Issele-Uku Kingdom Celebrates Igbu Awai
Issele-Uku Kingdom is a perfect example of culture personified; as an offshoot community from the Great Bini Kingdom it has continued to accord high regards for the traditions and customs of the progenitors of Issele-Uku.
Igbu Awai is the traditional day of eating the new yam by the titled men of Issele-Uku known as Ndi Ikpala. It is a day the new yam officially enters the house and prepared in porridge form for all the household members, friends and well wishers to eat together.
But before any activity could commence for the day, just as the men had gone to get the yam, the daughters of the family (Adas) would perform house cleansing with 'Nzu na Odo' to ward off evil and illnesses associated with the eating of the new yam. This is preceded by gunshots from the monarch of the community, HRM Agbogidi Obi Nduka to open the day for such.
Meanwhile, fire is made outside the house with big iron pot set on it. The yam is pilled, washed and placed in the pot for cooking.
When the yam is done, part of it is removed to prepare what is called 'Abubu'; it is mashed and oil applied on it. It is the dry form of the Awai and everybody eats that first before oil and salt are applied to the one in the pot on fire, which eventually turns into a porridge (Awai).
While these processes are ongoing, a goat must have been slaughtered by the men in the house and the women commissioned to start cooking food at the backyard, which everyone eats eventually in conclusion of a day of celebration with sumptuous meal.
Another aspect of the Igbu Awai is the preparation of 'Otite'. This process involves roasting some tubers of yam and in the end, scraping the burnt body of the yam and slicing it to mix with the already prepared Otite leaves. This is another delicious form of the Igbu Awai and it is medicinal too, in the sense that the herbal leaves take care of any stomach upset that may result from the eating of the new yam.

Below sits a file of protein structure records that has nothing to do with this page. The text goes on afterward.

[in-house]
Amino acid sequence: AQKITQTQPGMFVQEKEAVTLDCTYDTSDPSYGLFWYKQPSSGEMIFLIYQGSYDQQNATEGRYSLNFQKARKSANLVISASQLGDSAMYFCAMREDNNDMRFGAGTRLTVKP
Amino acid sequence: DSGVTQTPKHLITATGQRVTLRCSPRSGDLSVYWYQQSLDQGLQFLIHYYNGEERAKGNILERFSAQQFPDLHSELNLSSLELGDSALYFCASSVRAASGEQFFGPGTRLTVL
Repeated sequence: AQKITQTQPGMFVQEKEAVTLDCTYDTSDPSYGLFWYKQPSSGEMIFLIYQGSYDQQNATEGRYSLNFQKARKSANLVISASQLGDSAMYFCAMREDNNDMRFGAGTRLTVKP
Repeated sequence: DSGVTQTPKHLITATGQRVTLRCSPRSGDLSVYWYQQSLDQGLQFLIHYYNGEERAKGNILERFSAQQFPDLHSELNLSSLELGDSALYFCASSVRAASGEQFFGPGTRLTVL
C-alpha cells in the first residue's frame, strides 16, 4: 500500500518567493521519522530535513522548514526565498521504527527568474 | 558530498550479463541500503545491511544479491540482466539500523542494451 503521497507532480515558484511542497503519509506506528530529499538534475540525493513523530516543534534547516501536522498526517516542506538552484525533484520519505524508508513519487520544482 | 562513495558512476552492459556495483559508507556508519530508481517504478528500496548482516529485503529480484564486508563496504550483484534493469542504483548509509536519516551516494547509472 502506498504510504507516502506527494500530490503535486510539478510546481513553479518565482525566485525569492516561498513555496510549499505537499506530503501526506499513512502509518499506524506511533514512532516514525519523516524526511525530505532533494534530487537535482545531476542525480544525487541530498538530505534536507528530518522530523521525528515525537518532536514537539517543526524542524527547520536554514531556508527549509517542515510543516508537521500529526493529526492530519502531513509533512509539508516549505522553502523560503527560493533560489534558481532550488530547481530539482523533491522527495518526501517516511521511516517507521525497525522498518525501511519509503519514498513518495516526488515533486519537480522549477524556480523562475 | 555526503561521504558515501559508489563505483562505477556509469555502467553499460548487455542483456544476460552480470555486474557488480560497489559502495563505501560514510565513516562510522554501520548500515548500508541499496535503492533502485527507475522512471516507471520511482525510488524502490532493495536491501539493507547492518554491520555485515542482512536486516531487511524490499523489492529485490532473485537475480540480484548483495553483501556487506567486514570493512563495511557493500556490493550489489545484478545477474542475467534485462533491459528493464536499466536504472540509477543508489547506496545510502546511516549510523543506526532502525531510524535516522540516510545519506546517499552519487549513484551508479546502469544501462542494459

With utmost dexterity to get the details of this age long tradition, our crew moved round town to report the ceremony.
It was however, disappointing to note that not too many Ikpala indigenes of Issele-Uku are still involved in this form of culture. While some of those spoken to on the less number of participants claimed it was due to lack of finance, others just feigned lack of interest.
Nevertheless, we visited the Ogwa Ogbelani of Issele-Uku, where Diokpa Okonkwo Isimchei praised Issele-Uku Kingdom for remaining in tune with the culture of our forebears.
He therefore prayed for Issele-Uku land, the Obi of Issele-Uku, Agbogidi Nduka, all sons and daughters of the Kingdom including strangers in the land. He asked God to preserve the life of all, including granting the Obi and his subjects the wisdom and well withal to continue to nurture and keep the tradition of Issele-Uku.
He said that Issele-Uku is about the only community that is keeping with the tradition of Igbu Awai, whereas others more or less roast the yam and cook food for new yam celebration.
The Ogbelani affirmed that Igbu Awai is an annual event in Issele-Uku, thereby praying for the blessing of bountiful harvests and the grace to celebrate annually.
Another family visited was the traditional home of the Okwelegwe of Issele-Uku, where Comrade Lucky Ochei, the representative of Chief John Ochei (Okwelegwe of Issele-Uku) hosted a good number of youths and family members to celebrate the Igbu Awai.
The great culture enthusiast and Chairman of the National Union of Road Transport Workers (NURTW) in Aniocha north local government area, happily affirmed that Igbu Awai is an annual event and as a son born into tradition and culture, he would always do the needful every year.
He equally prayed for the King of the community and the land of Issele-Uku; however, declaring "Aka Ene Aho Ene", meaning so shall it be every year.